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Japanese Honeysuckle (Lonicera japonica)

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Japanese Honeysuckle

Summary

A vine native to East Asia and introduced in North America, where it considered invasive, especially in the southeast; can hinder forest regeneration.

Habitat

Most invasive in the southeastern U.S., although established on isolated sites as far north as coastal Maine, northern Minnesota, Wisconsin, and Michigan, and also on the West Coast and southwest.

Found mostly in edge habitats, early-successional habitats, and habitats subjected to frequent or recent disturbance, including abandoned fields, woodland borders and thickets, roadsides in forests, forest clearings, and poorly-maintained parks and landscaping in suburban areas. These habitats seem to have in common high-light conditions and an abundance of small-diameter vertical structures to climb. It also utilizes artificial structure, such as chain-link fences.

Most common in moist to mesic condition and fertile loamy soil. Although it grows most aggressively on rich sites, and will utilize the high nutrients in rich soils, its evergreen nature, and ability to root in a small patch of rich soil and travel quite far, allows it to compete favorably on sites where soil quality is patchy.

Generally absent from the extremes of the driest or most poorly-drained soils, including coarse sands and nutrient-poor peat soils. Western distribution may be limited by rainfall and moisture availability or may be limited by pollinator availability, and northern distribution is likely limited by the length of the growing season and likelihood of late spring frosts.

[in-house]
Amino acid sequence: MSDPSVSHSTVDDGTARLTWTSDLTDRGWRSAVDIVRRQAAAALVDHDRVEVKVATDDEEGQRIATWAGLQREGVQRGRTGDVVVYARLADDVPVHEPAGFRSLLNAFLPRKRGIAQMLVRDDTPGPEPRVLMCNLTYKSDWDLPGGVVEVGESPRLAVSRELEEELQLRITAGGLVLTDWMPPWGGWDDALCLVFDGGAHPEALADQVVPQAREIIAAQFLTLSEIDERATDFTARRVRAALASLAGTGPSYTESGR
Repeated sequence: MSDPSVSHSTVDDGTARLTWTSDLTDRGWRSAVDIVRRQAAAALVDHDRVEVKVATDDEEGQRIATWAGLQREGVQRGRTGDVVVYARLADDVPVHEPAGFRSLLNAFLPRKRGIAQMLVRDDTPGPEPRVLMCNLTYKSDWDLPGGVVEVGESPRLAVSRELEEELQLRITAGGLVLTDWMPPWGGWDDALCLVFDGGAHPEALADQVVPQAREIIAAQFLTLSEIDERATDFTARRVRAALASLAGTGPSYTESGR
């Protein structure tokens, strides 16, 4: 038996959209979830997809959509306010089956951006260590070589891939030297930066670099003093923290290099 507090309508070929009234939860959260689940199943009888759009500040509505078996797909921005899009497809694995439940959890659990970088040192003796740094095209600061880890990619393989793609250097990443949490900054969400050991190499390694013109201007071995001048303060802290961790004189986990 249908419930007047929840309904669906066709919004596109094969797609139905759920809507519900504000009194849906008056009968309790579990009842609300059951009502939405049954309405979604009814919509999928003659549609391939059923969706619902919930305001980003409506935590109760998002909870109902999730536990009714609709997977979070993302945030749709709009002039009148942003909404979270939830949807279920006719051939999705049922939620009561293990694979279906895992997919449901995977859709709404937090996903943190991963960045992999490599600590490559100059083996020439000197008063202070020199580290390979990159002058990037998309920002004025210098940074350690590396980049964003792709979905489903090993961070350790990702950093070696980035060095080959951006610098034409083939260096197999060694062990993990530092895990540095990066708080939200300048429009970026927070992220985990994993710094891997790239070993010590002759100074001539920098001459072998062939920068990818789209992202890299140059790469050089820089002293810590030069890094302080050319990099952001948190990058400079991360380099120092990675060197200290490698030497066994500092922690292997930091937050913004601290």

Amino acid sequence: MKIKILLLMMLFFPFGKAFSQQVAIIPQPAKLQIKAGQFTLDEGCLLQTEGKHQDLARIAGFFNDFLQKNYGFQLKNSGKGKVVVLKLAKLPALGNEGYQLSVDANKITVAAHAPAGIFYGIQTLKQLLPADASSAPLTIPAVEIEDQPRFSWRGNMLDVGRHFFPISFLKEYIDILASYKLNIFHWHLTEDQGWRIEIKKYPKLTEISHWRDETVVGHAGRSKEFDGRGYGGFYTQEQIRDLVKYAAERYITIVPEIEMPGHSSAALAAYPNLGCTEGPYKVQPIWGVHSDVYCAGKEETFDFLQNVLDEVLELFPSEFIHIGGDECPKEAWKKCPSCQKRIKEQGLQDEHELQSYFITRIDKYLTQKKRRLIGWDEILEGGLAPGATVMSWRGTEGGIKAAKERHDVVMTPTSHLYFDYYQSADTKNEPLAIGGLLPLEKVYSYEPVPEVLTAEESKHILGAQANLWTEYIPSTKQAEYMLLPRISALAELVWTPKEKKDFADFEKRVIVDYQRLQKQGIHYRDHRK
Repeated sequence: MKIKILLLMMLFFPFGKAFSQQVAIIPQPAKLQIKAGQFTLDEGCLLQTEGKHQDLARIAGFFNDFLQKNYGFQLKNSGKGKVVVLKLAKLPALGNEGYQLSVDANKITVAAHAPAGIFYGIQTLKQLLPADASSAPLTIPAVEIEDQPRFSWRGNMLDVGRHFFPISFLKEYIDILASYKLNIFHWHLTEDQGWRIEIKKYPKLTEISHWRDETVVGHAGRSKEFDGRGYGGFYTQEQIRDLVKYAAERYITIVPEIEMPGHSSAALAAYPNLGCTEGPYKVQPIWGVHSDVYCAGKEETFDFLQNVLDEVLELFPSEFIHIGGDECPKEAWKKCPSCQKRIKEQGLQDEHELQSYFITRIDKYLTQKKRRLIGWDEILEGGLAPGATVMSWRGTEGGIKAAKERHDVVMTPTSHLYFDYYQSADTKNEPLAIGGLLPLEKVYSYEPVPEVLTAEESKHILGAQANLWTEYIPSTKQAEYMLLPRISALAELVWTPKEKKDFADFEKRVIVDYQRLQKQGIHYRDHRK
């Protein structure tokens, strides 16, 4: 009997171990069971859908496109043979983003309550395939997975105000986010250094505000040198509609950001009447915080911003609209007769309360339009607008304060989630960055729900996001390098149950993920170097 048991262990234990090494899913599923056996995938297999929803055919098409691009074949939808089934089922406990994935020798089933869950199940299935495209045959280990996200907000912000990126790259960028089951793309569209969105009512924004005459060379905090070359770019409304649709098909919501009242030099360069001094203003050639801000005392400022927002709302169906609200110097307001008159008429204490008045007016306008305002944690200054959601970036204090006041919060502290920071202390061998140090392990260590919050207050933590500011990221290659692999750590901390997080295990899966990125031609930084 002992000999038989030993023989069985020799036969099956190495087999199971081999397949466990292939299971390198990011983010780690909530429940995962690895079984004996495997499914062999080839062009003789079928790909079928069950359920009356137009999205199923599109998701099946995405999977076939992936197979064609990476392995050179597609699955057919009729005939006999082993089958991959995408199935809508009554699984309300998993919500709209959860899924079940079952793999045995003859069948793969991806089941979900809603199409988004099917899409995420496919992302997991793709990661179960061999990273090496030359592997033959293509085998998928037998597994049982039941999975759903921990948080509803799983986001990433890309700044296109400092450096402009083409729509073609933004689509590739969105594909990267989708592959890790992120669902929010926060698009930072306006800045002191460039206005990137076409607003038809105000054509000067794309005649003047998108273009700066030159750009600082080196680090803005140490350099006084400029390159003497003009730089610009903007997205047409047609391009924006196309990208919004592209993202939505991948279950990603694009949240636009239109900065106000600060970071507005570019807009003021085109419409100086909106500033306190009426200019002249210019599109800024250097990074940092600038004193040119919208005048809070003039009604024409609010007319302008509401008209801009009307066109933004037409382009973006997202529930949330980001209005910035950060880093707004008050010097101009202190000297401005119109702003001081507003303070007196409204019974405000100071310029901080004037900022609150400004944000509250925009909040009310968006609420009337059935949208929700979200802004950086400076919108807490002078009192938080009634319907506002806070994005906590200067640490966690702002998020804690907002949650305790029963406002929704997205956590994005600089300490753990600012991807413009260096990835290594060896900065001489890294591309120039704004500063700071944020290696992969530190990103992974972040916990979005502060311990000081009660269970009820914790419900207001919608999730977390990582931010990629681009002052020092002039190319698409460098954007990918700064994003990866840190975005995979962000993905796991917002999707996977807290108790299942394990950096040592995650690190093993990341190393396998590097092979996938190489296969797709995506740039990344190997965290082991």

Most common in partly shaded habitats with some direct sunlight. Plants can persist, but not fruit, under a closed forest canopy.

Human alteration of the environment has massively favored this species by creating a lot of edge habitat through roads and development, early-succesional habitats through abandonment of agriculture, and artificial structures that it can easily climb.

Life Cycle

A perennial vine that is usually classified as evergreen, Japanese honeysuckle is intermediate between evergreen and semievergreen in areas with colder winters.

Vegetative reproduction is aggressive. Once established, a vine will spread along the ground in all directions where there is sufficient light and moisture, rooting at nodes and growing taproots at favorable locations, often forming a dense mat with many layers of growth, and stems will climb any available structure, including both trees and shrubs as well as finely-textured human structures like chain-link fences.

Vines can survive in mowed areas, traveling across short stretches of regularly mowed areas to reach new habitats on the other side.

Usually only blooms once it has climbed at least a few feet off the ground, and only when receiving sufficient light. In the absence of enough light to flower, vines can persist under a closed canopy for years, and then climb and flower when light and structure becomes available.

Seeds are distributed to new sites by birds. Most seeds germinate in the spring following dispersal, and this species likely does not form a long-term seed bank. Seedling mortality is high, both due to shade and drought. Seedlings have trouble establishing on sites with heavy competition from grasses and herbaceous plants, as these plants provide competition for ground-level light without providing ideal structure to climb.

Loses some leaves in autumn, leading to somewhat sparser foliage through winter. Except in the harshest conditions, numerous leaves usually persist through winter, more in the southern parts of its range.

Individual plants can live up to 20 years.

Faunal Associations

Foliage is eaten by mammalian herbivores, including rabbits and deer. The widespread dominance of this site is probably a large factor in the overpopulation of white-tailed deer, as the foliage is among the softest and most palatable of the evergreen foliage available in most of its range, and it provides a food source at a time when food is usually most scarce for deer.